By Ben Mikek
On Nov. 29, organizers of the student group National Alliance on Mental Illness (NAMI) hosted an event focused on the destigmatization of mental illness. Participants listened to stories of mental illness, statistics on the prevalence of mental health problems and a brief presentation on some appropriate ways to handle mental illness, either personally or among friends and acquaintances.
“NAMI’s main three goals are advocacy, support and education,” said Rob Marko-Franks ’18, one of the event organizers. “It is all about destigmatization. … We want to fight the stigma and re-define normalcy.”
To help achieve these goals, NAMI collected submissions, many anonymous, from those who have felt the effects of mental illness. Group members read these powerfully personal stories aloud on Wednesday night, waking participants up to the very real mental health struggles around them.
“Mental disorders don’t pick and choose; it can affect anyone,” Marko-Franks said.
The personal impact of mental illness can be viewed not only through personal stories, but also through national statistics. As Marko-Franks pointed out during the event, the National Institutes of Health report that 17.9 percent of Americans — just under one in five — experienced a mental illness during 2015, with the rate somewhat higher (21.7 percent) for those between the ages of 18 and 25. Thus mental illness is highly prevalent and has a large impact. The destigmatization event was designed to spread the word and increase awareness of mental health.
“We’re focused on making sure the student body understands what mental illness is and doesn’t have a stigma about mental illness,” said Nina Galanter ’18, another event organizer.
However, making students aware of mental health issues is only one third of the battle. NAMI seeks to encourage students to act on their awareness and to improve access to and expand mental health resources on campus.
Once students are aware of mental illness, “the best thing is to talk openly about mental health and mental illness, and make sure to be careful with the words you are using,” Galanter said.
Moreover, action can take many forms.
“There are many ways to advocate. The popular image of someone who is an activist is someone who is … spending all of their time devoted to a cause, holding posters and shouting. But that’s not always the case. Sometimes the best thing you can do is to be there for someone in need and speak up for them when they can’t speak up for themselves,” Marko-Franks said.
Just spreading the word, according to NAMI, is a large step in the right direction. Once students have been made aware of and inspired to act on mental health issues, they must be empowered to do so. The third role NAMI hopes to play is in providing access to mental health resources, connecting sources of help to those in need.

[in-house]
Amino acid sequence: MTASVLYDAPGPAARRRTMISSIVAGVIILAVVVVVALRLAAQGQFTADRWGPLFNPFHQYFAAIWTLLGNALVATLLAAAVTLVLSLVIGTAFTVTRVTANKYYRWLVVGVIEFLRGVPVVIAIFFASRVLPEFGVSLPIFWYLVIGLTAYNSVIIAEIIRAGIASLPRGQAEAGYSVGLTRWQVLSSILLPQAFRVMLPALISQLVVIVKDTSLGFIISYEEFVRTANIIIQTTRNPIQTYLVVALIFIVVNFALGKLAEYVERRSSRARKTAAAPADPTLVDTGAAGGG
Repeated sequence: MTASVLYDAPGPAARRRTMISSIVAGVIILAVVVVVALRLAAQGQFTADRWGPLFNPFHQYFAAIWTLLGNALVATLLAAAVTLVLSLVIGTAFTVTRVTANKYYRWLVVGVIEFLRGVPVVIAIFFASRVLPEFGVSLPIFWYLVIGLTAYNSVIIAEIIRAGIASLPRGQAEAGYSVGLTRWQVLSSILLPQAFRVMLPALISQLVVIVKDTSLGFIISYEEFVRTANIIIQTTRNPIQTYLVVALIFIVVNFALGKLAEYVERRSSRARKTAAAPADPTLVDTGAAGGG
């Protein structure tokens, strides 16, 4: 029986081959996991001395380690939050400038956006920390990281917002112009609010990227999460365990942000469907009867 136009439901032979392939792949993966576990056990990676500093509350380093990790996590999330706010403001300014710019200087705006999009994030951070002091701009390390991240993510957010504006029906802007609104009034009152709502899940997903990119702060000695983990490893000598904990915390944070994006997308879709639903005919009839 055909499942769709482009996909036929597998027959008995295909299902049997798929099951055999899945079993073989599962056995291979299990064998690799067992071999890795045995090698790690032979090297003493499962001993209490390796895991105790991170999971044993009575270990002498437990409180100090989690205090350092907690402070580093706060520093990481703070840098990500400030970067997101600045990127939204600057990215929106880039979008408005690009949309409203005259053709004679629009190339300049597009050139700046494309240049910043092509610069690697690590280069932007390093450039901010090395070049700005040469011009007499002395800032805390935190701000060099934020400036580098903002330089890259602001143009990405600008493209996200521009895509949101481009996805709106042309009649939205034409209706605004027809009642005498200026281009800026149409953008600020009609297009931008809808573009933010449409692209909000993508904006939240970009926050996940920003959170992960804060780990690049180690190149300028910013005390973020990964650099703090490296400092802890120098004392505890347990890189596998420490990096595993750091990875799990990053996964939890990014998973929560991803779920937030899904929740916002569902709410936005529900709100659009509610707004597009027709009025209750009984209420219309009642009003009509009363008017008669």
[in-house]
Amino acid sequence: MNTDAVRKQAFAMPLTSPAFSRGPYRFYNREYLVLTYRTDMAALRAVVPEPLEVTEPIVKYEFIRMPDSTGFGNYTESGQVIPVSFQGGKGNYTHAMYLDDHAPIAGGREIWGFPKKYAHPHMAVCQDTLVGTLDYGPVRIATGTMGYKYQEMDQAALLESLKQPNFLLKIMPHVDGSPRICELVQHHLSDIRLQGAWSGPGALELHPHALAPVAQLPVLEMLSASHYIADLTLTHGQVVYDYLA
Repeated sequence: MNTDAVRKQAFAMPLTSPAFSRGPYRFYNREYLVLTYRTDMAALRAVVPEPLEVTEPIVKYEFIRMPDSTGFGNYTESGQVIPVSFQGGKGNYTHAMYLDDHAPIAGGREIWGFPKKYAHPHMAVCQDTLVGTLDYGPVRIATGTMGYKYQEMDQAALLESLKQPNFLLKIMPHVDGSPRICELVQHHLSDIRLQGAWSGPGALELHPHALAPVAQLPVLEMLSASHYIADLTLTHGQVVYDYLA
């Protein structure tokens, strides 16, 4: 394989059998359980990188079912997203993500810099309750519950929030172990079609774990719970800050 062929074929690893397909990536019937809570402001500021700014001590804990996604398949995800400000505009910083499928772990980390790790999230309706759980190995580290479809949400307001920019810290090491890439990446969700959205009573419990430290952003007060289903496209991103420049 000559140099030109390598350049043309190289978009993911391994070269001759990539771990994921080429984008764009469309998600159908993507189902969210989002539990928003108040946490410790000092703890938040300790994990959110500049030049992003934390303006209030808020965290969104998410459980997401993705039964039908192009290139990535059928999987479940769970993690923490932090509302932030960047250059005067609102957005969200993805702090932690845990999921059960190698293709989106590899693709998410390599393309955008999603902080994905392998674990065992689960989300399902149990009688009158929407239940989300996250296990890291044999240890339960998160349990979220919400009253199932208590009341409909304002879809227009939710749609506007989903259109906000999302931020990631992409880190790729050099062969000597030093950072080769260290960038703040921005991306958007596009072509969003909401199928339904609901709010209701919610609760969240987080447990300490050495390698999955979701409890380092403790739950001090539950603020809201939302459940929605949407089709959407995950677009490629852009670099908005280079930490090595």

“A lot of what we want to do is reach out to different student groups and different resources, and kind of get an idea of the web of resources that are available on campus, and see what’s missing and what’s there, and how we can strengthen it,” Marko-Franks said, citing cooperation with Residence Life staff and with Grinnell’s Psi Chi Chapter as examples of outreach to other groups. “Because there are so many tight knight-groups [on campus], it would be really great to have the conversation going in more places.”
NAMI organizers handed out resource cards, listing both confidential and reporting mental health resources on and off campus. Spreading awareness of these resources, even with continuous repetition, noted organizers, may help save students who cannot take the time to find them anew during a crisis.
As far as the prevalence of mental health resources on campus, there is reason to be cautiously optimistic.
“The College has definitely improved with its mental health services, … but I think that there is still a long way to go, especially in getting access to psychiatrists, for example,” Galanter said. “The college environment is still not the best [environment for] mental health. … Faculty need to be aware of how to adequately support students who have mental illness.”
Even though the college environment can be stressful by its very nature, mental health concerns, according to Galanter, should remain near the top of the list of priorities.
By combining destigmatization with awareness-raising and advocacy, NAMI hopes that it is making strides in the right direction for mental health on campus. The group is cooperating with the Grinnell Psi Chi chapter and SHACS to host a Mental Health Resource Fair from 4 to 5 p.m. today.